Disabled campaigners have welcomed the human rights watchdog’s decision to begin legal action against the government over its repeated failure to address the “distressing and horrific” treatment of people with learning difficulties and autistic people in mental health hospitals.
The Equality and Human Rights Commission (EHRC) has lost patience with the failure of the Department of Health and Social Care (DHSC) to move disabled people out of “inappropriate and unlawful” inpatient care and into homes in the community.
It said this suggested “a systemic failure” to protect the right to a private and family life, and the right to live free from inhuman or degrading treatment or punishment, under the European Convention on Human Rights (ECHR).
It has now begun a legal challenge against health and social care secretary Matt Hancock (pictured, right), more than seven years after the government first promised to provide personalised care and support to all those in inappropriate inpatient assessment and treatment units (ATUs).
EHRC also repeated its call for a new legal right to independent living, which would protect the ability of disabled people to live independently and as part of the community.
Kat Humble, director of Autistic UK, which is run by and for autistic people, said: “Autistic UK has been working behind the scenes for years in an effort to stop these atrocities and we are heartened to see the EHRC take action to bring the responsible parties to account.
“We remain, as ever, ready to assist in any way we can.”
Andrew Lee, director of People First (Self Advocacy), which is run by and for people with learning difficulties, said it was “a scandal” that so many autistic people and people with learning difficulties were still in mental health assessment and treatment units, often “a long way from home and for long periods of time with little or no contact with family and friends”.
He said it was a “sorry state of affairs” when legal action was needed to pressure the government to do what it had committed to do through targets set in the Transforming Care and Building the Right Support programmes.
People First’s #CloseATUs campaign calls for the closure of mental health ATUs for autistic people and people with learning difficulties and for people to have the advocacy and support they need in their local communities.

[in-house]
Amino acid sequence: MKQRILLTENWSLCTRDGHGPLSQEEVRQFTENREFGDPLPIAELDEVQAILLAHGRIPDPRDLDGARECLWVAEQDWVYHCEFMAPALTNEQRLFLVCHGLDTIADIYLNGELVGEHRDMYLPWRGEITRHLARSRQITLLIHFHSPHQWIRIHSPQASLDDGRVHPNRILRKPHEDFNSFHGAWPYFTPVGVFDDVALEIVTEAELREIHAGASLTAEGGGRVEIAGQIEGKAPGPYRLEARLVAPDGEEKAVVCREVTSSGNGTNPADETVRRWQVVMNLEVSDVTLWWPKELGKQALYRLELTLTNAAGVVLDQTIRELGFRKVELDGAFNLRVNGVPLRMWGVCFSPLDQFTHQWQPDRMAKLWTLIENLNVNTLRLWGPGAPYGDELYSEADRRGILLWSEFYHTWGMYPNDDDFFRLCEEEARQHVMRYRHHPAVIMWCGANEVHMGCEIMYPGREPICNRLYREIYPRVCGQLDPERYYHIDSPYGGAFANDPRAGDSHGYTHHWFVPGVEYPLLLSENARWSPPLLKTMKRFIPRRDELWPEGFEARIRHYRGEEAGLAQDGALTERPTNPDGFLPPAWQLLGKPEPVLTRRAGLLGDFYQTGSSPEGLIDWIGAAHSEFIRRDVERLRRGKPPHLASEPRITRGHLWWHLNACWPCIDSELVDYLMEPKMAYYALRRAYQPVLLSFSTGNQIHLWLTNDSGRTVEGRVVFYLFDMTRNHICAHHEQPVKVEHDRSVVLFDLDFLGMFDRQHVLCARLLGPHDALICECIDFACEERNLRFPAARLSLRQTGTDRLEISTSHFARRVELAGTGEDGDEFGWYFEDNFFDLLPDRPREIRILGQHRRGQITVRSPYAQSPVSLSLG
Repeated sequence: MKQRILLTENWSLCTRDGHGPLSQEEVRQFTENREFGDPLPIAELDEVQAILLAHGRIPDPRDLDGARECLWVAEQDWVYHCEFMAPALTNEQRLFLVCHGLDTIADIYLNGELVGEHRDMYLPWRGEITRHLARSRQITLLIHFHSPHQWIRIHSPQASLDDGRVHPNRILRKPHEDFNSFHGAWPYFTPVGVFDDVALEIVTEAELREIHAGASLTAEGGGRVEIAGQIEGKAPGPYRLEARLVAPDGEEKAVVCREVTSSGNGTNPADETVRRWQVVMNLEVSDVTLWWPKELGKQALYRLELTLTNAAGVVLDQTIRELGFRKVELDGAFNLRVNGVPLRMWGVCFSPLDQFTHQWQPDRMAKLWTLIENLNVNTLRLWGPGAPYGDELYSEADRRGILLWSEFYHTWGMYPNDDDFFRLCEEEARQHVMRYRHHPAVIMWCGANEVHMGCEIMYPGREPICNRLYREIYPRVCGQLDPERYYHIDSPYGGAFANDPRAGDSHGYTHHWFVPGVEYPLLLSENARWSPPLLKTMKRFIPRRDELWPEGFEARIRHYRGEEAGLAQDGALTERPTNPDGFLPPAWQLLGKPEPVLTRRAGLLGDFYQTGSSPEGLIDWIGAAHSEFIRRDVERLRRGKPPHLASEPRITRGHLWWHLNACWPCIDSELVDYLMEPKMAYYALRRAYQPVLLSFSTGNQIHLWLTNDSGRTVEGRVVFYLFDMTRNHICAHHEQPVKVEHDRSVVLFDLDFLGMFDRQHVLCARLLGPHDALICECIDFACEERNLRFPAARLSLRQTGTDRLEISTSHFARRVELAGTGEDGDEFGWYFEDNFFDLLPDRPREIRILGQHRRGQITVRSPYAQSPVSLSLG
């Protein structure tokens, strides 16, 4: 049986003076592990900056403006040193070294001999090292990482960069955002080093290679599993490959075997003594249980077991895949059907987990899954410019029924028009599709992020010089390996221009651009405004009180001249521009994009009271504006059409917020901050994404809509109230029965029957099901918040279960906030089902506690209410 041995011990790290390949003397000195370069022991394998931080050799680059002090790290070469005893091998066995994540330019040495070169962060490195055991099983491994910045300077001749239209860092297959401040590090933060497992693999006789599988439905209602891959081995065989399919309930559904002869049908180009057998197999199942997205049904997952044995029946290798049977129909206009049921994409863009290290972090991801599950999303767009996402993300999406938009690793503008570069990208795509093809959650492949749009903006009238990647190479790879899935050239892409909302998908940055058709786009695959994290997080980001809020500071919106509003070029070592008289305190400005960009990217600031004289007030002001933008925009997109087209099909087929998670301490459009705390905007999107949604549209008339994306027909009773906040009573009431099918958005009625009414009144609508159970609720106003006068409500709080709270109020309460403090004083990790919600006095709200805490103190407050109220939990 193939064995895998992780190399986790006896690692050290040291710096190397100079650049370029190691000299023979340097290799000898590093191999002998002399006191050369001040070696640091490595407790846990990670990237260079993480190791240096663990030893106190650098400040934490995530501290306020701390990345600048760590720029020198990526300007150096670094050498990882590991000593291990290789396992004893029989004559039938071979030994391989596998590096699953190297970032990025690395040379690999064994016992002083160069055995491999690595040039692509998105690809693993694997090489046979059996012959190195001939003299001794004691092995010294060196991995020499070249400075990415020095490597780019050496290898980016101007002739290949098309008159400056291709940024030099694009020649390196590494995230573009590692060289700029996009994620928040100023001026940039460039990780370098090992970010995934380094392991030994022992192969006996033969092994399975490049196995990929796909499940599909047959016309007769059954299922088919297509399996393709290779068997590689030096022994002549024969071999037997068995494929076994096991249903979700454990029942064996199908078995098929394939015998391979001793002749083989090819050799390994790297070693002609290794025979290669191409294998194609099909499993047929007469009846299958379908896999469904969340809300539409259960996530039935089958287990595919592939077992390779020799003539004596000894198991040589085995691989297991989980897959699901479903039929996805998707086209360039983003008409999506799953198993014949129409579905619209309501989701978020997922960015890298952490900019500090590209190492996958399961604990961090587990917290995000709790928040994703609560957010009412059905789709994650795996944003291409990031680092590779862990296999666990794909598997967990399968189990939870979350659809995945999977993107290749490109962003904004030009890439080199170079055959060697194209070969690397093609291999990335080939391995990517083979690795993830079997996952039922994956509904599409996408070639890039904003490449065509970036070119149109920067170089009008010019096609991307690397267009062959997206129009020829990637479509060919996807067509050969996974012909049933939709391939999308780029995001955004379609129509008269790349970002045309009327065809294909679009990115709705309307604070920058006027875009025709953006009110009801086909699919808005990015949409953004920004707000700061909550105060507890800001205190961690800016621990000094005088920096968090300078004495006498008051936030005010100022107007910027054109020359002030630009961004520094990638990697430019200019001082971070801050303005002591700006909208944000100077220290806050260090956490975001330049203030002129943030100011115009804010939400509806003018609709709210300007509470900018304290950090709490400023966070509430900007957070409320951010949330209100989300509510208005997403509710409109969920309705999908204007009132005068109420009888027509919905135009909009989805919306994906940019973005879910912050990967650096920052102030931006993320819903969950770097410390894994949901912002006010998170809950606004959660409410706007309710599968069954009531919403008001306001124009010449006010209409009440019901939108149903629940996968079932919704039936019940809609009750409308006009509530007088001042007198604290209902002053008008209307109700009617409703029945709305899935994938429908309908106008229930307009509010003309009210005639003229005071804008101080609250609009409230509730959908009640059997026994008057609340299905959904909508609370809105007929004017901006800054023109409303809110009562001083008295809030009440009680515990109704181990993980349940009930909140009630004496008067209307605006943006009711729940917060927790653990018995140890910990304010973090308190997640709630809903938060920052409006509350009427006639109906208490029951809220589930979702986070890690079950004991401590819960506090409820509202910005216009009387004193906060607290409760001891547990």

Lee said: “We know that with community advocacy and local services being cut back over the last few years there just isn’t the alternatives and provisions there should be locally.
“Also, self-advocacy groups continue to close across the country due to loss of funding.”
Inclusion London also welcomed the legal action and said it was “easier for the government to stick disabled people in institutions than support us to live in the community”.
The pan-London disabled people’s organisation said it was “great” to see EHRC “challenging this systemic and persistent violation of our human rights”.
EHRC said it had “longstanding concerns” about the rights of more than 2,000 people with learning difficulties and autistic people who were being detained in secure hospitals, often far from home and for many years.
These concerns “increased significantly” after the BBC’s exposure of “shocking violation of patients’ human rights” at the private Whorlton Hall hospital last May.
In November, Disability News Service revealed that measures introduced by Hancock to address the treatment of autistic people and people with learning difficulties in ATUs were strikingly similar to failed government measures announced in December 2012, following the Winterbourne View abuse scandal.
EHRC has now sent a pre-action legal letter to Hancock, arguing that his department has breached the convention by failing to meet targets set in Transforming Care and Building the Right Support.
Following discussions with DHSC and NHS England, the watchdog said it was not satisfied they would meet new deadlines for reducing the number of inpatient admissions set out in the NHS Long Term Plan.
Rebecca Hilsenrath, EHRC’s chief executive, said: “We cannot afford to miss more deadlines. We cannot afford any more Winterbourne Views or Whorlton Halls.
“We cannot afford to risk further abuse being inflicted on even a single more person at the distressing and horrific levels we have seen. We need the DHSC to act now.
“These are people who deserve our support and compassion, not abuse and brutality.
“Inhumane and degrading treatment in place of adequate healthcare cannot be the hallmark of our society. One scandal should have been one too many.”
A DHSC spokesperson said: “We are committed to protecting the rights of everyone with a learning disability or autism, and are determined to continue reducing the number of people with these conditions in mental health hospitals.
“Abuse of any kind against patients in care is abhorrent and we take any allegations very seriously.
“We have received the pre-action letter from the EHRC today and will respond in due course.”
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